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People familiar with Alzheimer's Disease and related dementias listened with interest last month as NPR reported recently (Alzheimer's 'Epidemic' Now A Deadlier Threat To Elderly) on the Alzheimer's Association release of statisitcs showing that Alzheimer's death rates are soaring, even as death rates from other diseases decline. The 68% increase in Alzheimer's deaths between 2000-2010 does mask some good news: other health factors like heart diseaes, which typically kill at earlier ages, are declining - leaving longer-living patients vulnerable to Alzheimer's as they age. Paradoxically, however, the only disease with a rising death rate and with no effective treatment and no cure or vaccine receives scant funding for research into solutions.
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People concerned about elder care and resources for senior citizens living in Concord should attend Saturday's Healthy Concord Community Forum at the Harvey Wheeler Center, 9:30am - 12:30pm. This is a chance to alter the resources and emphasis the Town places on issues of elders and elder care.
Back in the fall, the Town of Concord embarked on a healthy community planning project to assess the physical, mental, emotional, and spiritual health and overall well-being of the community. The project has worked to identify Concord’s existing assets and resources, define residents’ needs, and determine opportunities for improvement. The focus of the Healthy Communities effort has been on local issues that affect health and quality of life, such as:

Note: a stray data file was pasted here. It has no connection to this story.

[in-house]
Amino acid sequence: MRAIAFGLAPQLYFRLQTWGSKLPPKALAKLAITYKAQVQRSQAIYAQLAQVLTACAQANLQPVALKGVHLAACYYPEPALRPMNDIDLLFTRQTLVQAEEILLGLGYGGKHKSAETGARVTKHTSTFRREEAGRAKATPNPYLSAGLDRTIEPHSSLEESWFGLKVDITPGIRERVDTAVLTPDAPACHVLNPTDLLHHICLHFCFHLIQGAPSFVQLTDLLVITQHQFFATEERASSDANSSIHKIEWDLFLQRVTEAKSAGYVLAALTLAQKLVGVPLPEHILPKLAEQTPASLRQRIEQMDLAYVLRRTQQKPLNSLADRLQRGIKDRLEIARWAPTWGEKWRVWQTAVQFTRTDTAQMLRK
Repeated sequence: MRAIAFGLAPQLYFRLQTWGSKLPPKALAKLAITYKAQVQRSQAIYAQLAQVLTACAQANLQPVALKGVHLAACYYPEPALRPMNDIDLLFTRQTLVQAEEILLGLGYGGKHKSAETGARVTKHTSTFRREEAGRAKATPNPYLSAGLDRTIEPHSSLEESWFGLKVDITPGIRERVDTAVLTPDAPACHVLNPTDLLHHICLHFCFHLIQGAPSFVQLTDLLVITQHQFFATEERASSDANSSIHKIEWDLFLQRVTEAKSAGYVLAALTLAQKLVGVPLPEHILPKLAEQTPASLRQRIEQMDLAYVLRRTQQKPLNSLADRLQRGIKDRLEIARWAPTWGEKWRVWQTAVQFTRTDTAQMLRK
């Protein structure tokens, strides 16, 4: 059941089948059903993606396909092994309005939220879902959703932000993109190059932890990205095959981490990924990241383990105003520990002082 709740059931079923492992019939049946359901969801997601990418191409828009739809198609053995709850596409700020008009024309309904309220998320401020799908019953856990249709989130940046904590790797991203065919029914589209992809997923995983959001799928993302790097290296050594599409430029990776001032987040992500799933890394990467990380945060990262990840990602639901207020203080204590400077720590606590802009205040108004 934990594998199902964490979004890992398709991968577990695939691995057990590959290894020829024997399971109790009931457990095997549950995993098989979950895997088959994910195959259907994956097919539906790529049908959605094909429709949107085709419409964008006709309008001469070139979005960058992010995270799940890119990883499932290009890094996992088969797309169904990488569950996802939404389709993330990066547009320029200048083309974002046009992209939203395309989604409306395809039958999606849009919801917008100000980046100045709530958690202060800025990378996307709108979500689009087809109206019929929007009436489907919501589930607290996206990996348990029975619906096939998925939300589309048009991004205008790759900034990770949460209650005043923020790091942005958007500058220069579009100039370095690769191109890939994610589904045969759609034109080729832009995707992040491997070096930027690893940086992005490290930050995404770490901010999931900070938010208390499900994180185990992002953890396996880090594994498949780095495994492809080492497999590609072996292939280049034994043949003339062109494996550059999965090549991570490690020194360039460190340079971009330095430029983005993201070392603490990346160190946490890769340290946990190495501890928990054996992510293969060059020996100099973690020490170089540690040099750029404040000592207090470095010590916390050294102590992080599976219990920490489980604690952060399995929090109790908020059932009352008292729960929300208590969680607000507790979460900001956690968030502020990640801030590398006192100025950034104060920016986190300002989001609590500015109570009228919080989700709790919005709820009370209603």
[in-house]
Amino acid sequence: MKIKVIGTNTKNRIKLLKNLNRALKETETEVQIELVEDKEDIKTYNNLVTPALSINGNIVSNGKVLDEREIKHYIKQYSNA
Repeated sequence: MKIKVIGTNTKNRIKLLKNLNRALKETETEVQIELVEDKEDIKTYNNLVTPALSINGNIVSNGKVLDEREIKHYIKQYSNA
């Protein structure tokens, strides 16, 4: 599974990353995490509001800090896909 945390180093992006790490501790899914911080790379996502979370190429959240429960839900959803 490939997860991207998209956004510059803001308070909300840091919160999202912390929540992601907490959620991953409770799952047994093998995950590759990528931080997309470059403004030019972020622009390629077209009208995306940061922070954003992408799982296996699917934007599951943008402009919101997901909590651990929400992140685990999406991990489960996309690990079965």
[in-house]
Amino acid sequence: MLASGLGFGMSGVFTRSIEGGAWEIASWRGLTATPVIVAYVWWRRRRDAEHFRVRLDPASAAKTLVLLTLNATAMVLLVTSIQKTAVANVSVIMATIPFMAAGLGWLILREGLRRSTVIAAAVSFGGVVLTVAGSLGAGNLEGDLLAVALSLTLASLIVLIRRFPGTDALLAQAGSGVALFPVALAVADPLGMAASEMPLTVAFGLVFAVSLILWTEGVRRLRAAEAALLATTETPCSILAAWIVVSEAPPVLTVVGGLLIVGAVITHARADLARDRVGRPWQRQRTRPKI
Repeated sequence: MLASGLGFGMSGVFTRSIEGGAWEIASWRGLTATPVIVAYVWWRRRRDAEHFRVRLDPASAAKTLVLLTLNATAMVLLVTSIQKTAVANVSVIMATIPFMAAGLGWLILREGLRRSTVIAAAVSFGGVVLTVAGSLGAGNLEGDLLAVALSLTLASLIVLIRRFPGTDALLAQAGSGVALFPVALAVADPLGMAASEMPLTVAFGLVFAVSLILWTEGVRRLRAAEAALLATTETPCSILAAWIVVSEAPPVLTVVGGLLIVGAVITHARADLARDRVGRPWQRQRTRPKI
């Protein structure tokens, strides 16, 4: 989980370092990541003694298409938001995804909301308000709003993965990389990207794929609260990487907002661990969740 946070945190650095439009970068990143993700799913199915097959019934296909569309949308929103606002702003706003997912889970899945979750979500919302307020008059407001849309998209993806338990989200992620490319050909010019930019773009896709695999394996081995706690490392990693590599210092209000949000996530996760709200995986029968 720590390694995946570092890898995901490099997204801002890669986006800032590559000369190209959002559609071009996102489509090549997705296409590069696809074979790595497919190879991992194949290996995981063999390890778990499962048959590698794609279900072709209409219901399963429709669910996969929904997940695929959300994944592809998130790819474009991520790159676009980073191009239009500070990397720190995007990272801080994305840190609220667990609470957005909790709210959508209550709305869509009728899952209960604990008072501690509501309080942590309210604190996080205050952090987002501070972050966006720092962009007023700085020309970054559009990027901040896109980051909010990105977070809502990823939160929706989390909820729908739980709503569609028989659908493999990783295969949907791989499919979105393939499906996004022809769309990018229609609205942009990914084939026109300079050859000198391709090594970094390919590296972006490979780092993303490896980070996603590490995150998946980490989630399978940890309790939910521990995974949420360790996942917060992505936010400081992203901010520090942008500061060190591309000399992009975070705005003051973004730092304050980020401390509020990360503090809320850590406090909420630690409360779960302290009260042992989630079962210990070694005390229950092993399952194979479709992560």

For more information contact Jill Block, Healthy Concord Coordinator at
Last chance is TODAY! Local residents can support Meals on Wheels by bidding on some terrific restaurants and other contributions available until 10PM EST tonight. March for Meals is a national campaign sponsored by the Meals on Wheels Association of America to raise awareness about senior hunger, recruit volunteer Meals on Wheels drivers and raise needed funds. This month the March for Meals online auction, with gift cards to restaurants, grocery stores, coffee shops and other food-related businesses as well as Red Sox tickets. Place your bids here. Minuteman Senior Services is a non-profit organization that has been helping elders and their family caregivers in Massachusetts locate appropriate eldercare assistance since 1975. Their mission is to help seniors and people with disabilities live in the setting of their choice by engaging community resources and supporting caregivers. Over 22,000 people each year turn to them for help. Caring Companion Home Care has worked with Minuteman in a variety of capacities for years, including as an approved home care agency in their publicly-funded program for low-income seniors. Through the Executive Office of Elder Affairs, Caring Companion Director of Care Dr Deborah Bier was trained in pilot program with the Massachusetts Alzheimers Association for Rehabilitation Therapy, and we now use this as the basis for all our Alzheimer's training for our caregivers and client families.
Yesterday I attended a presentation by Dr Gregory Martin, Chief Medical Officer of Emerson Hospital in Concord MA. Dr Martin highlighted, with justifiable pride, a recent program by Emerson to reduce their already-low rate of hospital infection. Anyone familiar with current elder care issues at hospitals knows the concern that the facilities can be a petri dish of infection, and with frail elders and compromised immune systems, the risk of becoming sicker in a place designed for healing is one of the frustrating ironies in today's health care world.As a home care agency owner, I was particularly interested in his remarks about reducing infection for clients with catheters, since so many of our clients have them.